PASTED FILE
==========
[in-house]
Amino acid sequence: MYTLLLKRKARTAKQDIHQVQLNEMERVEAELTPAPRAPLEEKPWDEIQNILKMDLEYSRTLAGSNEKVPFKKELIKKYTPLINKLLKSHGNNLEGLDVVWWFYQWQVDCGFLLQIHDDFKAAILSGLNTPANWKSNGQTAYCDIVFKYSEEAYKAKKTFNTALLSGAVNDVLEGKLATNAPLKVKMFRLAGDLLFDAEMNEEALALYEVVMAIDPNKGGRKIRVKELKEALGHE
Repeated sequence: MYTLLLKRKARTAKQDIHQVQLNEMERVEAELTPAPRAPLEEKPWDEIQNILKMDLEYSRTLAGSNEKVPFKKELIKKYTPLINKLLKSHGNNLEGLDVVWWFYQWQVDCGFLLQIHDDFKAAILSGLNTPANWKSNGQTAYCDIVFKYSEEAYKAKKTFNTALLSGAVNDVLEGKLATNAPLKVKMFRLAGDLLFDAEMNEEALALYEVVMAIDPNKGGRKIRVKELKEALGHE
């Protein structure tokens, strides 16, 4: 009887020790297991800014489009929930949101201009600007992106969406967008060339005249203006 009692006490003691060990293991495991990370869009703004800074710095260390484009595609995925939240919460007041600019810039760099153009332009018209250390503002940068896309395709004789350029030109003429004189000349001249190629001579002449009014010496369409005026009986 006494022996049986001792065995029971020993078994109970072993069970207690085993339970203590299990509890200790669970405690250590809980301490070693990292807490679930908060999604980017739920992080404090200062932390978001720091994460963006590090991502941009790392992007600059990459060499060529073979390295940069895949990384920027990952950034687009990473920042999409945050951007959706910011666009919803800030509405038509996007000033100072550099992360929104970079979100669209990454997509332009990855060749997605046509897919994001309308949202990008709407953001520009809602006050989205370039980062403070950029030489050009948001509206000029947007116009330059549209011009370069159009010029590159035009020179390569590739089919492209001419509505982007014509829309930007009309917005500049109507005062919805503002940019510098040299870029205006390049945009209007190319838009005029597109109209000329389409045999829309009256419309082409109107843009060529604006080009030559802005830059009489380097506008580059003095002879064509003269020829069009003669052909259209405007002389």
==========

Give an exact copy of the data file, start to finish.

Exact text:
[in-house]
Amino acid sequence: MYTLLLKRKARTAKQDIHQVQLNEMERVEAELTPAPRAPLEEKPWDEIQNILKMDLEYSRTLAGSNEKVPFKKELIKKYTPLINKLLKSHGNNLEGLDVVWWFYQWQVDCGFLLQIHDDFKAAILSGLNTPANWKSNGQTAYCDIVFKYSEEAYKAKKTFNTALLSGAVNDVLEGKLATNAPLKVKMFRLAGDLLFDAEMNEEALALYEVVMAIDPNKGGRKIRVKELKEALGHE
Repeated sequence: MYTLLLKRKARTAKQDIHQVQLNEMERVEAELTPAPRAPLEEKPWDEIQNILKMDLEYSRTLAGSNEKVPFKKELIKKYTPLINKLLKSHGNNLEGLDVVWWFYQWQVDCGFLLQIHDDFKAAILSGLNTPANWKSNGQTAYCDIVFKYSEEAYKAKKTFNTALLSGAVNDVLEGKLATNAPLKVKMFRLAGDLLFDAEMNEEALALYEVVMAIDPNKGGRKIRVKELKEALGHE
């Protein structure tokens, strides 16, 4: 009887020790297991800014489009929930949101201009600007992106969406967008060339005249203006 009692006490003691060990293991495991990370869009703004800074710095260390484009595609995925939240919460007041600019810039760099153009332009018209250390503002940068896309395709004789350029030109003429004189000349001249190629001579002449009014010496369409005026009986 006494022996049986001792065995029971020993078994109970072993069970207690085993339970203590299990509890200790669970405690250590809980301490070693990292807490679930908060999604980017739920992080404090200062932390978001720091994460963006590090991502941009790392992007600059990459060499060529073979390295940069895949990384920027990952950034687009990473920042999409945050951007959706910011666009919803800030509405038509996007000033100072550099992360929104970079979100669209990454997509332009990855060749997605046509897919994001309308949202990008709407953001520009809602006050989205370039980062403070950029030489050009948001509206000029947007116009330059549209011009370069159009010029590159035009020179390569590739089919492209001419509505982007014509829309930007009309917005500049109507005062919805503002940019510098040299870029205006390049945009209007190319838009005029597109109209000329389409045999829309009256419309082409109107843009060529604006080009030559802005830059009489380097506008580059003095002879064509003269020829069009003669052909259209405007002389």